The study led by Professor Katy Backes Kozhimannil found that administrators of U.S. rural hospitals providing obstetric care reported needing at least 200 annual births for safety and financial viability.
The University research team — which included Division of Biostatistics researchers Joseph Koopmeiners, Thomas Murray, and Helen Voelker — found that the blood pressure medication did not protect the lungs of patients admitted with COVID-19, and had no effect on mortality.
Postdoctoral fellow Bert Chantarat and Associate Professor Rachel Hardeman found that, for U.S.-born Black pregnant people, living in racist labor markets was associated with low newborn birth weight specifically in the southern regions of the United States.
Associate Professor Rachel Hardeman and predoctoral trainee J’Mag Karbeah found that alternative care models centering the birthing person’s culture and community may improve their experiences and health during pregnancy.
The study led by researcher Jude Mikal showed older adults are not participating in the most popular groups and pages or staying on social media sites long enough to see the most important pandemic information shared.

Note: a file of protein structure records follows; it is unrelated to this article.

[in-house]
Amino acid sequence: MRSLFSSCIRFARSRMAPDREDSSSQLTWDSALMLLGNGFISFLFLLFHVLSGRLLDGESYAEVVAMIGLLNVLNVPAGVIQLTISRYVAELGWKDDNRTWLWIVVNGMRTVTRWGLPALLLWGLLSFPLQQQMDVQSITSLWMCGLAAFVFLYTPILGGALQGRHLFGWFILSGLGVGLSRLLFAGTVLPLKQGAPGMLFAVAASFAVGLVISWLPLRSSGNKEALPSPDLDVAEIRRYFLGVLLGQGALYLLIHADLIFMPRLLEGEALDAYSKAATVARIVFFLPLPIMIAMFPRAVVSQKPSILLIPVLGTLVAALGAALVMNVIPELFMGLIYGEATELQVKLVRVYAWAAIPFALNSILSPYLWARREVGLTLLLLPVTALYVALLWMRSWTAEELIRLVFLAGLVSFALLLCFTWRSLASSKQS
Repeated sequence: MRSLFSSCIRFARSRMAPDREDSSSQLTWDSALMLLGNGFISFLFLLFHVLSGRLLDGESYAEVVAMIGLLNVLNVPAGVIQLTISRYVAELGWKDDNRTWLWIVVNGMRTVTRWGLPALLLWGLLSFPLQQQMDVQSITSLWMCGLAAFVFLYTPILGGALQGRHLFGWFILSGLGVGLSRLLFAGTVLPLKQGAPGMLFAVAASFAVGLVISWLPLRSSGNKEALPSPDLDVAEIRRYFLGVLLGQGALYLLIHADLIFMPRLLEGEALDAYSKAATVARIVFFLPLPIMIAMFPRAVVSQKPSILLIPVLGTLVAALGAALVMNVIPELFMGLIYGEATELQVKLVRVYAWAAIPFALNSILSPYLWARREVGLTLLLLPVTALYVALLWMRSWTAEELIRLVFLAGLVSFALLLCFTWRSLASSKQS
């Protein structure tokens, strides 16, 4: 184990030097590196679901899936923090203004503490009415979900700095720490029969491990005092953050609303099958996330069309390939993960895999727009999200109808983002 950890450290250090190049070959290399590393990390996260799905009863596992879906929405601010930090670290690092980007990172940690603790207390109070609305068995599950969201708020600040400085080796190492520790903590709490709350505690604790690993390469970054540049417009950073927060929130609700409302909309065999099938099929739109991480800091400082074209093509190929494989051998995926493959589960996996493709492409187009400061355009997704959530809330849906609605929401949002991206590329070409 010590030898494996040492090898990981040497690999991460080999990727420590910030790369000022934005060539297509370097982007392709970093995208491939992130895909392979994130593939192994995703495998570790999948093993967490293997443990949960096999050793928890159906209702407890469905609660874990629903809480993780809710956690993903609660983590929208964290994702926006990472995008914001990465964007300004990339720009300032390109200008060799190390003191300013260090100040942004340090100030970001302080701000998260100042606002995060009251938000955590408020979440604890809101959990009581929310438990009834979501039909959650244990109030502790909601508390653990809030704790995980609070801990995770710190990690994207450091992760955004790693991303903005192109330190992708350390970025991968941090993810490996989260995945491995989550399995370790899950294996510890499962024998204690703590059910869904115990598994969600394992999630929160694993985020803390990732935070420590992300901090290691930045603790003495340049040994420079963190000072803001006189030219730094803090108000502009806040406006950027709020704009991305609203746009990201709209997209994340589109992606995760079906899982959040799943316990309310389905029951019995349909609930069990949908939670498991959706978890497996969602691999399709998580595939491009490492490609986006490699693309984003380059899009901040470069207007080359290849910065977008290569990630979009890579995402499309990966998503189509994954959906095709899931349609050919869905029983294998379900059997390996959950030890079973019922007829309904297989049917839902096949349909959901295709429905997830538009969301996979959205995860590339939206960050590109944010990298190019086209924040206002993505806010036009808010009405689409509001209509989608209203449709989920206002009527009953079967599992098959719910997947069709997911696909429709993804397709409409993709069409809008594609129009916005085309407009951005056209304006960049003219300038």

Researcher Jude Mikal found that in the first weeks of the pandemic Facebook users shared helpful details, spread misinformation, and even created a call-out culture to police social distancing behavior.
Researcher Nicole Larson says the findings reveal a need to increase the reach and relevance of efforts to prevent body dissatisfaction and disordered eating to ensure they benefit young people across groups.
The study, led by postdoctoral researcher Yuni Choi and Professor David Jacobs, showed that people who most frequently ate nutritionally-rich plant foods, and fewer nutritionally-poor plant foods and unhealthy animal products had a 52% lower risk of developing cardiovascular disease.
The results of the study by incoming postdoctoral fellow Vivienne Hazzard and Professor Dianne Neumark-Sztainer suggest the use of these products is an early marker of an eating disorder or that they actually serve as risk factors for the illness.
Professor Peter Raynor heads the Midwest Consortium for Hazardous Waste Worker Training, which provides 37 different courses to train workers and community residents who may be exposed to hazardous substances in nine states.